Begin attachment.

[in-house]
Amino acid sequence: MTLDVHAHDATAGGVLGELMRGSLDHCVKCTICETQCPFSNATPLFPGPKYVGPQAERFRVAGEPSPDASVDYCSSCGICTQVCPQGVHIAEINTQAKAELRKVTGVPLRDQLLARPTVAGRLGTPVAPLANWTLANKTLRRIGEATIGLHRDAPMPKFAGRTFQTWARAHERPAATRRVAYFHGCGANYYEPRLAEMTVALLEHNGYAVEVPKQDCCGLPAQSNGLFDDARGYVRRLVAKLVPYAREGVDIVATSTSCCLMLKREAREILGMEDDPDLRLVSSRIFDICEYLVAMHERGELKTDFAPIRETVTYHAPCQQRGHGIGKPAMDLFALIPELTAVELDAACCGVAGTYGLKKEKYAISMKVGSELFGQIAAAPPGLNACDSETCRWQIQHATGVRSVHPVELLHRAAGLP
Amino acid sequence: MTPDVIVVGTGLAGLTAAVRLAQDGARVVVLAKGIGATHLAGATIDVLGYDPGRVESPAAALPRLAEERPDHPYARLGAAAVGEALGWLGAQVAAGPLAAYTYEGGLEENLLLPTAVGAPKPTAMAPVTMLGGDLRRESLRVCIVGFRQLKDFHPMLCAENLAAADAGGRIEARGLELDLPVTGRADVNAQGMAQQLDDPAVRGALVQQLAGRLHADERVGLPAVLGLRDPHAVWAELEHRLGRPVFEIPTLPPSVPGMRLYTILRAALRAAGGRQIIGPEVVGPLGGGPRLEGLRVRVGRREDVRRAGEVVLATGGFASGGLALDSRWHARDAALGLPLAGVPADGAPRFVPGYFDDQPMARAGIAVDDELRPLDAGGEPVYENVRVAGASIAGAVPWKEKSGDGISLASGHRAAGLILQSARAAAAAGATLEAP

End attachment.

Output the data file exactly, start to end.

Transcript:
[in-house]
Amino acid sequence: MTLDVHAHDATAGGVLGELMRGSLDHCVKCTICETQCPFSNATPLFPGPKYVGPQAERFRVAGEPSPDASVDYCSSCGICTQVCPQGVHIAEINTQAKAELRKVTGVPLRDQLLARPTVAGRLGTPVAPLANWTLANKTLRRIGEATIGLHRDAPMPKFAGRTFQTWARAHERPAATRRVAYFHGCGANYYEPRLAEMTVALLEHNGYAVEVPKQDCCGLPAQSNGLFDDARGYVRRLVAKLVPYAREGVDIVATSTSCCLMLKREAREILGMEDDPDLRLVSSRIFDICEYLVAMHERGELKTDFAPIRETVTYHAPCQQRGHGIGKPAMDLFALIPELTAVELDAACCGVAGTYGLKKEKYAISMKVGSELFGQIAAAPPGLNACDSETCRWQIQHATGVRSVHPVELLHRAAGLP
Amino acid sequence: MTPDVIVVGTGLAGLTAAVRLAQDGARVVVLAKGIGATHLAGATIDVLGYDPGRVESPAAALPRLAEERPDHPYARLGAAAVGEALGWLGAQVAAGPLAAYTYEGGLEENLLLPTAVGAPKPTAMAPVTMLGGDLRRESLRVCIVGFRQLKDFHPMLCAENLAAADAGGRIEARGLELDLPVTGRADVNAQGMAQQLDDPAVRGALVQQLAGRLHADERVGLPAVLGLRDPHAVWAELEHRLGRPVFEIPTLPPSVPGMRLYTILRAALRAAGGRQIIGPEVVGPLGGGPRLEGLRVRVGRREDVRRAGEVVLATGGFASGGLALDSRWHARDAALGLPLAGVPADGAPRFVPGYFDDQPMARAGIAVDDELRPLDAGGEPVYENVRVAGASIAGAVPWKEKSGDGISLASGHRAAGLILQSARAAAAAGATLEAP